From CIO to CIO – the message is the same. There will be more volatility and extended periods of lackluster returns. Dropping hedge funds months back, the California Public Employees’ Retirement System (CalPERS) will eventually (don’t know how long) move its discount rate from 7.5% to 6.5%. Smart beta, otherwise called factor-based investing, can assist institutional investors on their quest to reach target returns, but active management can play a major role in providing extra juice. The debate on the efficacy of active equity management remains tense. Statistics do not lie, as the usage of exchange-traded funds (ETF) among institutional investors increased over the decade. In addition, a number of academic studies have illustrated the difference in performance from the top manager and average manager in large-cap U.S. mutual funds narrowing. In my opinion, investors need to rethink Modern Portfolio Theory and not let the constraints of the past be the drivers of the future. Assumptions can be dangerous and proved to be so during the global financial crisis. As a financial commentator and president of a research company on asset owners, I will [try to] avoid being pessimistic in the remainder of this article and focus on the future strategies.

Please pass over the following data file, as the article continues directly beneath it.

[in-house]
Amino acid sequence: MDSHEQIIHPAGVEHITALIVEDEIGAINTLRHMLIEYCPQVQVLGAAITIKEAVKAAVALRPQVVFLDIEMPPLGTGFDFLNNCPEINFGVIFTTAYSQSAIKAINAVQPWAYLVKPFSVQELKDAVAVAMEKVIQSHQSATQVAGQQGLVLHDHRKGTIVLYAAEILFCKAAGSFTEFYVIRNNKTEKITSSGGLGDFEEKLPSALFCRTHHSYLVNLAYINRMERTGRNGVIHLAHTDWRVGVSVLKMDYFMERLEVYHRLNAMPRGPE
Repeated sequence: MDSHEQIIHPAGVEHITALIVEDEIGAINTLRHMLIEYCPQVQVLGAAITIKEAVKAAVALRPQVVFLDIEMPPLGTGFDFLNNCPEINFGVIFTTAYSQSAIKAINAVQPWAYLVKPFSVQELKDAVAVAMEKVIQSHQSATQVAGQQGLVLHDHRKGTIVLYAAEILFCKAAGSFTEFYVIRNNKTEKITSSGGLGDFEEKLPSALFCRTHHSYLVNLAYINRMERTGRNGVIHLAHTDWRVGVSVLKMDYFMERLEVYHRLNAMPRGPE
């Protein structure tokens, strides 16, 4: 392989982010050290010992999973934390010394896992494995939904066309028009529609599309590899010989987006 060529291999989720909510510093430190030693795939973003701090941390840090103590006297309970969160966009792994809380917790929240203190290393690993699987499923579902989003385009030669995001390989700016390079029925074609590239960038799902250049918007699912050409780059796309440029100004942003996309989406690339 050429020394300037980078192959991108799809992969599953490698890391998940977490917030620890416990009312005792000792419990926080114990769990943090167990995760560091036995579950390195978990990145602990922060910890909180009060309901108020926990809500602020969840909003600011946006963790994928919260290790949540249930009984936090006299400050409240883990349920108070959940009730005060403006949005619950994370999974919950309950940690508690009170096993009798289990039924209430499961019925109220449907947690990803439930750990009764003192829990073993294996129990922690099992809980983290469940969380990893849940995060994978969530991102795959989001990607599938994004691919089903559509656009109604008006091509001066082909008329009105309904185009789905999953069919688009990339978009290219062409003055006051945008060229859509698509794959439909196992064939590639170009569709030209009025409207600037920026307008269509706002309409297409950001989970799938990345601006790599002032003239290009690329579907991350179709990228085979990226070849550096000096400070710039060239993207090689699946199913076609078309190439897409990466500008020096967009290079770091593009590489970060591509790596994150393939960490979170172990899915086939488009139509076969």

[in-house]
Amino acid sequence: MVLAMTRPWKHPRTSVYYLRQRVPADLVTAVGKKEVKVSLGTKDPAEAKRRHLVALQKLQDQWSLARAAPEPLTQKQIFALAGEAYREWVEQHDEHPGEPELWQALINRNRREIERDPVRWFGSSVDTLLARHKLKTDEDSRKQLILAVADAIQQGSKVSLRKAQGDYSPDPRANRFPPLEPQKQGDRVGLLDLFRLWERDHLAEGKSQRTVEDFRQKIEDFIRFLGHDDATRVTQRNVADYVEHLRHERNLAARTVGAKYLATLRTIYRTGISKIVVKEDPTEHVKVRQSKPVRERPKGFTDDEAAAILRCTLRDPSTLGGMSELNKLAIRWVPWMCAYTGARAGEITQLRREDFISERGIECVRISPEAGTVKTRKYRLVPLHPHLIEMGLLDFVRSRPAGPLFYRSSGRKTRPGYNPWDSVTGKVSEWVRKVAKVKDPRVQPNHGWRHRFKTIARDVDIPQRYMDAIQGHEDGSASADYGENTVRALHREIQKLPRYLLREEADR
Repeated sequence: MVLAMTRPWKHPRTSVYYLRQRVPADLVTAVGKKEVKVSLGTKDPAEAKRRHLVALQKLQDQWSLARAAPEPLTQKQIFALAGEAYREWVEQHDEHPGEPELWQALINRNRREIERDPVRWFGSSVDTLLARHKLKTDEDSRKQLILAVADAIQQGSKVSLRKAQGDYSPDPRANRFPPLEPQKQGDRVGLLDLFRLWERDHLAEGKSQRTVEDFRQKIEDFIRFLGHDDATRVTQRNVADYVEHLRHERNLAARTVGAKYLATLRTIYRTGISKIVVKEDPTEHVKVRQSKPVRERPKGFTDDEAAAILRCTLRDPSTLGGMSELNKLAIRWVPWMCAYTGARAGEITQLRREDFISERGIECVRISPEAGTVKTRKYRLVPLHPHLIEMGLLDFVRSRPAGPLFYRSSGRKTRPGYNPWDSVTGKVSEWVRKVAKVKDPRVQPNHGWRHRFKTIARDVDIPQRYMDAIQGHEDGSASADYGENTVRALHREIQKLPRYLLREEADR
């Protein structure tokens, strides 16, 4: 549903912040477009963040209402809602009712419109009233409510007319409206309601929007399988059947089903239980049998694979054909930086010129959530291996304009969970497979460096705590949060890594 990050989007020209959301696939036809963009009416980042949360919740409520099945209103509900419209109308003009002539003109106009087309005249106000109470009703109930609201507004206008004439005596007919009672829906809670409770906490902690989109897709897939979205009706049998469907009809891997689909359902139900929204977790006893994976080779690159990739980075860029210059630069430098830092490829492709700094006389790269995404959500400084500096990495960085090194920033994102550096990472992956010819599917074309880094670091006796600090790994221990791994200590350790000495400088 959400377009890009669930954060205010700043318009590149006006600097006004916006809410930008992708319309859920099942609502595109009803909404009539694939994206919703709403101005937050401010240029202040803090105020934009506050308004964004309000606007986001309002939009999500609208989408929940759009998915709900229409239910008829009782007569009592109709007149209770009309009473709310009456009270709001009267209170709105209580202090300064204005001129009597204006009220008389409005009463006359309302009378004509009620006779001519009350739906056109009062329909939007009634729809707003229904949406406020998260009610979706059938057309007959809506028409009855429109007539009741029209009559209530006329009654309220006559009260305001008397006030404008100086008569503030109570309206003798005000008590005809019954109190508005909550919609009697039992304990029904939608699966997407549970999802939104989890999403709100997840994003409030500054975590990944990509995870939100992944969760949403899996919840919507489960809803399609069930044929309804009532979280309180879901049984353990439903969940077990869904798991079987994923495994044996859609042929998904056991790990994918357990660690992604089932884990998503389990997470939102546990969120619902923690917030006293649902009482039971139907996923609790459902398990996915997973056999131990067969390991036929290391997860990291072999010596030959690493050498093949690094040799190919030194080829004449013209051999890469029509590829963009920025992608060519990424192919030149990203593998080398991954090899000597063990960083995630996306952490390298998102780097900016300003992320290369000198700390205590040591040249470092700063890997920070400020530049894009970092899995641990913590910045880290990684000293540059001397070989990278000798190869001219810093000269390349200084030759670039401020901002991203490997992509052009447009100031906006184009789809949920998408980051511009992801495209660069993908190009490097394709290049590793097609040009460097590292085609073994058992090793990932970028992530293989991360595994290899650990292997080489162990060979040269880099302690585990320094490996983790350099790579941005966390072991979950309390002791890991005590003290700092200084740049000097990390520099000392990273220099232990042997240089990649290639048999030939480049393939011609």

Alpha is Out There